Tuesday, August 23, 2011

Pink Lemonade Chicken....For Real!

I first published this recipe on blogcritics as Pink Lemonade Chicken!.

I know, you’re thinking, “what??!!”  Bear with me while I explain.  I love roasted chicken; I really think a well caramelized, tender, juicy roasted chicken with some simple herbed potatoes and veggies is the perfect home-cooked meal.  I particularly love the flavor that brining the chicken imparts to the meat.  It brings so much flavor and moistness to the breast meat, so I try to brine regularly and not just save that technique for holidays.  All it takes for chicken is about one day’s forethought and you will have the juiciest, most tender moist and well-seasoned bird you’ve ever made.  If you’re unfamiliar with brining, it’s essentially marinating protein in a solution of liquid, a large volume of salt, herbs and flavorings, acid, and sugar for at least 24 hours prior to cooking.  An important step in the brining process is allowing the protein, in this case the whole chicken, to air dry after you remove it from the brine for at least 8 hours prior to roasting.  This way, your chicken won’t steam in the oven but will brown and roast beautifully.  I use a limitless combination of juices, water, salty and sweet elements to flavor my brine depending on my mood and my protein of choice.  Pink lemonade chicken came about because I took my seven year-old daughter to the store with me.  She was thirsty and grabbed a container of pink lemonade.  After about two drinks, she thought it was too sweet and didn’t want to finish it.  (God Bless her!) When we got home and unpacked our weekly haul from the market, I came across the almost-full bottle and thought I’d try it for an element of the chicken brine.  It’s not as crazy as it sounds in that one of my regular brines for chicken is mostly salt, water, lemons and honey.  So, the pink lemonade covered most of that and added a nice color to the brine that I was hoping would caramelize the chicken skin beautifully when roasting.   It came out gorgeous!  I hope you’ll try this technique and enjoy the best, roasted chicken you’ve ever had!  Go for the lemonade, or try orange juice, apple juice, or even pineapple juice to create a tasty and incredibly moist poultry dish.  My main point is think broadly about your brining options and not to limit yourself to traditional choices.  Go big and get creative!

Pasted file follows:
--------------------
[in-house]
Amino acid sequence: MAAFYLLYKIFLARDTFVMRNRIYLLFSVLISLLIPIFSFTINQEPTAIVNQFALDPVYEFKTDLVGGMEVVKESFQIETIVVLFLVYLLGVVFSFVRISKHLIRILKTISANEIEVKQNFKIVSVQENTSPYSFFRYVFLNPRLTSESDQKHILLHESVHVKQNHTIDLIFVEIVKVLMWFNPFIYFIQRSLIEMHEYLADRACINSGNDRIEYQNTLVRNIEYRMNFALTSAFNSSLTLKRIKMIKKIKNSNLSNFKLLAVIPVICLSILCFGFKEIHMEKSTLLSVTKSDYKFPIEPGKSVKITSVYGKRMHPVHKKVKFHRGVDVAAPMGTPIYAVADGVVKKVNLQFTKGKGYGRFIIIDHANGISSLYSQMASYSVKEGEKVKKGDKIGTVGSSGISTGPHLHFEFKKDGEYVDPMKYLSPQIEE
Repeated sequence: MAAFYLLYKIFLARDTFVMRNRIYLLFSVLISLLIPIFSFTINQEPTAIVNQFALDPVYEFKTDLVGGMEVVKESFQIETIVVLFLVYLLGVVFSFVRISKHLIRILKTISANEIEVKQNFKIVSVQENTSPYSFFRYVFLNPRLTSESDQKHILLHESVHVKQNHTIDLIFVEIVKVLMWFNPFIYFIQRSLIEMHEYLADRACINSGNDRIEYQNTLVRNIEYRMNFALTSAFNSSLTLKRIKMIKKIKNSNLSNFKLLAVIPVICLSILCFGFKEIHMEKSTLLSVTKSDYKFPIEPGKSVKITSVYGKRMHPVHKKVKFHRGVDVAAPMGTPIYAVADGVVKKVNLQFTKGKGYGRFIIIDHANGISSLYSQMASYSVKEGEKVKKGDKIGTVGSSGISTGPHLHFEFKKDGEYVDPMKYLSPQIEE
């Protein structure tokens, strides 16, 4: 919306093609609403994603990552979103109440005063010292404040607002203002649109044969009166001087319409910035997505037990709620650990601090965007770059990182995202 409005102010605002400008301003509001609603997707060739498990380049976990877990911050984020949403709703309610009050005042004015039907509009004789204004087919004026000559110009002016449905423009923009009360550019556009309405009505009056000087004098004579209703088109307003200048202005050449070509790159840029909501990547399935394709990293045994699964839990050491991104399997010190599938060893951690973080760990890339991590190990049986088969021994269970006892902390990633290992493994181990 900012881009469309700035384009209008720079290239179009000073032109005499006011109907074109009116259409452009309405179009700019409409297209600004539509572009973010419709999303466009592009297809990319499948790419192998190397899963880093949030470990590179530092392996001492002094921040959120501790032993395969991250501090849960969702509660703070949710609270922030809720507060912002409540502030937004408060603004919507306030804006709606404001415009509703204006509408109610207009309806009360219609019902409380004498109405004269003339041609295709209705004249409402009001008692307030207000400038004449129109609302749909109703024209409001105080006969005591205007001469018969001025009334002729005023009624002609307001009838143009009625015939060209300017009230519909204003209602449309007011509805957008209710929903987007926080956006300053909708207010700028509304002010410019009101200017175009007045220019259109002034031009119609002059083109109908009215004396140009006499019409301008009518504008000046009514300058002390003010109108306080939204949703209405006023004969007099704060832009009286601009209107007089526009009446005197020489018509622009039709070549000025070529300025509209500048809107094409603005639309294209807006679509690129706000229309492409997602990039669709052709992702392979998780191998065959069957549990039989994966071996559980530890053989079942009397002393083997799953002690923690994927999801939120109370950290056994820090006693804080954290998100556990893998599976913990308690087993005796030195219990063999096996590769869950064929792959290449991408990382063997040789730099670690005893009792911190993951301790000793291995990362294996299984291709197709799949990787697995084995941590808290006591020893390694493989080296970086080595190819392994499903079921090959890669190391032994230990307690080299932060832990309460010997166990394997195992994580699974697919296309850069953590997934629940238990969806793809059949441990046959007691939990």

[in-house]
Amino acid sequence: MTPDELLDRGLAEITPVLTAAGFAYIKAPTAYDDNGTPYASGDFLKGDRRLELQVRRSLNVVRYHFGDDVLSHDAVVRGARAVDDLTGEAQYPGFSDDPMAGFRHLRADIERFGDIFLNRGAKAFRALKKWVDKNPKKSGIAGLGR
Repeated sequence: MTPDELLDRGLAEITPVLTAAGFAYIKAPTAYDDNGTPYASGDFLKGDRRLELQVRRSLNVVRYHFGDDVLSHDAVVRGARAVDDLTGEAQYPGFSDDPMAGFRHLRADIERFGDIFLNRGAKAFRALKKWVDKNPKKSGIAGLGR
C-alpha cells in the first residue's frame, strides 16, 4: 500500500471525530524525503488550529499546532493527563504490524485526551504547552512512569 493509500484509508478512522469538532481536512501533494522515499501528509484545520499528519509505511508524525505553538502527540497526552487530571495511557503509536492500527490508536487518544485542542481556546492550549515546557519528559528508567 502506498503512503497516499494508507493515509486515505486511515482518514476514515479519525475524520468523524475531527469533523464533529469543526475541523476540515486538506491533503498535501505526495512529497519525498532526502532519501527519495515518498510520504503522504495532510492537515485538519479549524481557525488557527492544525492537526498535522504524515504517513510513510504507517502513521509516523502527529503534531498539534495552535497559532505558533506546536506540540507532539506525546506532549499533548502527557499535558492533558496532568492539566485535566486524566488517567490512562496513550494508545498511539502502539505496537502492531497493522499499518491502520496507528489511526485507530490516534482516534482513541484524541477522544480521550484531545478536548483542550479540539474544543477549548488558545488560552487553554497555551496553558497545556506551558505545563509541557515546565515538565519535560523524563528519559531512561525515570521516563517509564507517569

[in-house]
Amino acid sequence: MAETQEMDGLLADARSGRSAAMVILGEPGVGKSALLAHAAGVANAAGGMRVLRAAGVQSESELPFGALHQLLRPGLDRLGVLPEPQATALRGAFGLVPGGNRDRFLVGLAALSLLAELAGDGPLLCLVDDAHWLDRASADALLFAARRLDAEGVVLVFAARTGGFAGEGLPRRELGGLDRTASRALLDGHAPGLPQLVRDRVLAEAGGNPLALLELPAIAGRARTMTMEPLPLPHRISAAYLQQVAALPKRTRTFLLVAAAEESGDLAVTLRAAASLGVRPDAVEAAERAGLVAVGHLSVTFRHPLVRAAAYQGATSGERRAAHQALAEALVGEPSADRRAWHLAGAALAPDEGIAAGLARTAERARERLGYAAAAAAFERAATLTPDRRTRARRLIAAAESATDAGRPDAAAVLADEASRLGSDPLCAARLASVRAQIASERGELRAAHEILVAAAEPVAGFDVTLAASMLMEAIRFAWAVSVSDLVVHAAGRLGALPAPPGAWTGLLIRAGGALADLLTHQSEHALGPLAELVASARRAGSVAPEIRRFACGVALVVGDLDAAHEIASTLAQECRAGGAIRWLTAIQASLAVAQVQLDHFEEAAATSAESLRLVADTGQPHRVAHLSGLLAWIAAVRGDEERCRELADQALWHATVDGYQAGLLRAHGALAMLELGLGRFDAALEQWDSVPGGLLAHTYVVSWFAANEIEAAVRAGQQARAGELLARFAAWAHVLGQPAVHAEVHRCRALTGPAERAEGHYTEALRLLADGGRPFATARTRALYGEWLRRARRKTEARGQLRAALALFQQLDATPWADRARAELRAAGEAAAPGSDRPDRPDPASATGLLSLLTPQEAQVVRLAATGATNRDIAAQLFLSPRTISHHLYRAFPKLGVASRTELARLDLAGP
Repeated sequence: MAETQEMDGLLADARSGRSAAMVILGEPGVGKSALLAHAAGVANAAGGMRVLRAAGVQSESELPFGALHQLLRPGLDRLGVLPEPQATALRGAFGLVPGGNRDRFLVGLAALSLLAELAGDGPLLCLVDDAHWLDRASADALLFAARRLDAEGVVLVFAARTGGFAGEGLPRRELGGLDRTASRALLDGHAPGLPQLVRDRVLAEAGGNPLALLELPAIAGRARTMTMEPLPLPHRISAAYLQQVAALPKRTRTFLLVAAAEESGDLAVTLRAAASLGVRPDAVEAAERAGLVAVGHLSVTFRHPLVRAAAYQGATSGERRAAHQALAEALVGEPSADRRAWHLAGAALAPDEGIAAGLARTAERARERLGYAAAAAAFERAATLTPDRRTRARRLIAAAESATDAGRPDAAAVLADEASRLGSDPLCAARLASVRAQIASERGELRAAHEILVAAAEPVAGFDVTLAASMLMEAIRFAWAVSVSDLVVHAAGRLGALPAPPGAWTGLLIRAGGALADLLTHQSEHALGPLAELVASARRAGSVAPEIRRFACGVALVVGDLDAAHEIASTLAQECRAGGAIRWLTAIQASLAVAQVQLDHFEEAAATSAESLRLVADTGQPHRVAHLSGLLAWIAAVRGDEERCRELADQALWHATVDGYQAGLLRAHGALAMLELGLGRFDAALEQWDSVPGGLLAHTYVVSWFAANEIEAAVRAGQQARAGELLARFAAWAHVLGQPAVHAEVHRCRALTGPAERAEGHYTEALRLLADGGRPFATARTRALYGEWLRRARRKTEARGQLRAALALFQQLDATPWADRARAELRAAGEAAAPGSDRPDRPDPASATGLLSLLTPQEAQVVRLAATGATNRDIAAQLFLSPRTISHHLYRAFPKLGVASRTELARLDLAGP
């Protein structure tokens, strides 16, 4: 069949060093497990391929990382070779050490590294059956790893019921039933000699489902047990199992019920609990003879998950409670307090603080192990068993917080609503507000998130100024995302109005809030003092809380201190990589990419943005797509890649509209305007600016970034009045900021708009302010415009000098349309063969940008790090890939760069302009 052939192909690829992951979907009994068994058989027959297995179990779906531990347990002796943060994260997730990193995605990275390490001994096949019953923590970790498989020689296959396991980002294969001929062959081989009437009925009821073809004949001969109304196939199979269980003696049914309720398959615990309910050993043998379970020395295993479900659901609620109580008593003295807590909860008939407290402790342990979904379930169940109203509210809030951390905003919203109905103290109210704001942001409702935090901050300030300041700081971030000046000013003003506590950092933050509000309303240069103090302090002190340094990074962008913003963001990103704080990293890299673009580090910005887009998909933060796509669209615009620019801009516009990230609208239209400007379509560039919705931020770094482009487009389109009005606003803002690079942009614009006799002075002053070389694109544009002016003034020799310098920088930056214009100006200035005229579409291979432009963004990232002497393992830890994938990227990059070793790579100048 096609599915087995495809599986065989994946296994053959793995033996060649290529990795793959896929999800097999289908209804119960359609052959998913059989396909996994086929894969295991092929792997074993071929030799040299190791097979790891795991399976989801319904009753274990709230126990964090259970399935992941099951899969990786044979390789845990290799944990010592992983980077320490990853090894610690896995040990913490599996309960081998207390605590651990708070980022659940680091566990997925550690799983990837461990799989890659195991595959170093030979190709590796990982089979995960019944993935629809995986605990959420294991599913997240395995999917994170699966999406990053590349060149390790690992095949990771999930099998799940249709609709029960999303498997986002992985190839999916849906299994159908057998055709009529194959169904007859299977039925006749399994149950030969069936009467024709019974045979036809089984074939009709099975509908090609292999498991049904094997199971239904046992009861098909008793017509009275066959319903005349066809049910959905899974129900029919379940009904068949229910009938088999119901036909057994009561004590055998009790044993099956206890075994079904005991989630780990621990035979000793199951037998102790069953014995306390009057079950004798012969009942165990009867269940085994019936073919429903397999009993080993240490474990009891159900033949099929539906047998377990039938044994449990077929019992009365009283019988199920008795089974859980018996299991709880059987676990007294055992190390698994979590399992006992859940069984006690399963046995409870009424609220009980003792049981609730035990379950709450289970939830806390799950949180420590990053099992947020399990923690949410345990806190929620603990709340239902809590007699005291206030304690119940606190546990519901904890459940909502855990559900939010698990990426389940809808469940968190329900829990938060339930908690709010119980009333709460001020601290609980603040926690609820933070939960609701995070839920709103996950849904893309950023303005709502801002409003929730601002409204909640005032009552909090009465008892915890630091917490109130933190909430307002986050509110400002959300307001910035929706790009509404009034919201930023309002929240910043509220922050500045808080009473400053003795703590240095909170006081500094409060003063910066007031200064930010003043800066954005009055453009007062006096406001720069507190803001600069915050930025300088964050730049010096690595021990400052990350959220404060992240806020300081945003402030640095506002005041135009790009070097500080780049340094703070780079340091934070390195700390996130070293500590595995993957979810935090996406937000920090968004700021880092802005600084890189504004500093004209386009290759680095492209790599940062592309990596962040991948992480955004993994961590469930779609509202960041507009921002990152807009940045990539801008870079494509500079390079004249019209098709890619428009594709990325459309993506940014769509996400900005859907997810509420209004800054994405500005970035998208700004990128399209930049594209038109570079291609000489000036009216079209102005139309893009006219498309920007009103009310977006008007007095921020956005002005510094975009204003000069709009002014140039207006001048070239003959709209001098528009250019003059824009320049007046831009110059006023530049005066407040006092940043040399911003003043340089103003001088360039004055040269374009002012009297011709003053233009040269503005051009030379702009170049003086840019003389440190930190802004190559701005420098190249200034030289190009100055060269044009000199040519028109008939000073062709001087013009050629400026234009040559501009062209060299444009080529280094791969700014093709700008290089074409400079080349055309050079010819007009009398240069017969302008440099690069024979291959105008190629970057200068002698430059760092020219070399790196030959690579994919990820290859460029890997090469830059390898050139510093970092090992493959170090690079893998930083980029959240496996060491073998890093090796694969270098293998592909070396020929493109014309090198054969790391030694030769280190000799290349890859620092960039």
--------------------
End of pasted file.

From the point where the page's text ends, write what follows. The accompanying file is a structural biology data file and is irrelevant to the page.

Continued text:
We loved this roasted chicken with a simple greek salad, that showcased all the wonderful summer vegetables from our local market, and some rosemary and olive oil roasted baby potatoes.  Thank you too to our amazingly generous neighbor, Jane Colson, and her bountiful fig tree for providing the succulent fresh and juicy figs, which were a great sweet counterpart to this platter! A steel-fermented chardonnay was the perfect accompaniment, and we had homemade frozen yogurt with fresh blueberries and toasted almonds for dessert.  Yum yum!  Enjoy!

Brining Liquid:

2 cups Pink Lemonade
2 cups water
1 cup dry white wine
3 lemons, sliced in half
4 sprigs of rosemary
4 sprigs of thyme
3 sprigs of parsley
½ cup kosher salt
Handful of whole peppercorns
6 whole juniper berries, smashed
3 cloves of garlic, peeled and smashed
½ red onion, cut into chunks 
1 Tbsp sugar

For the Chicken:

1 3-6 pound whole chicken
5 lemons, cut in half
2 small onions, cut into chunks
3 Tbsp Olive Oil
3 sprigs fresh thyme
3 sprigs fresh rosemary
Salt and pepper to taste
Paprika to taste

Mix all ingredients together in a very large zip-lock style bag or bowl.  Be sure all is well mixed and sugar/salt are both dissolved.  Rinse your whole chicken well and discard or otherwise repurpose the innards.  Place chicken in the brine and ensure it’s pretty well covered with the liquid and that the herbs and spices are distributed throughout.  Place in the refrigerator and allow to brine for at least 24 hours.  Remove chicken and discard brining liquid, pat dry and place on a plate covered with paper towels.  Drape more towels over the bird and place back in the refrigerator for at least 8 hours before roasting.  When ready to roast the chicken, remove it from the plate and discard all the paper towels.  Place the chicken, breast side up, in a rack in a medium-sized roasting pan.  Place two of the lemons  and the herbs in the center cavity. Rub the skin all over with the oil and then salt, pepper, and paprika  to taste.  Allow to sit on counter to bring closer to room temperature while the oven is preheating to 425 degrees.  Place chicken in the oven at that temperature for 30 minutes.  Reduce heat to 350 and throw 3 lemons cut into quarters and 2 small onions, cut into chunks, into the bottom of the roasting plan.  Continue roasting bird until internal temperature is 165 degrees (about 17 minutes per pound total roasting time using this method, starting at higher heat).
Periodically, reach in and baste chicken with the pan juice.  If the chicken is getting too brown, cover it loosely with a foil tent for the last part of the roasting time.  Remove from oven and allow it to rest for at least 10 minutes before carving.  Bon Appetit!

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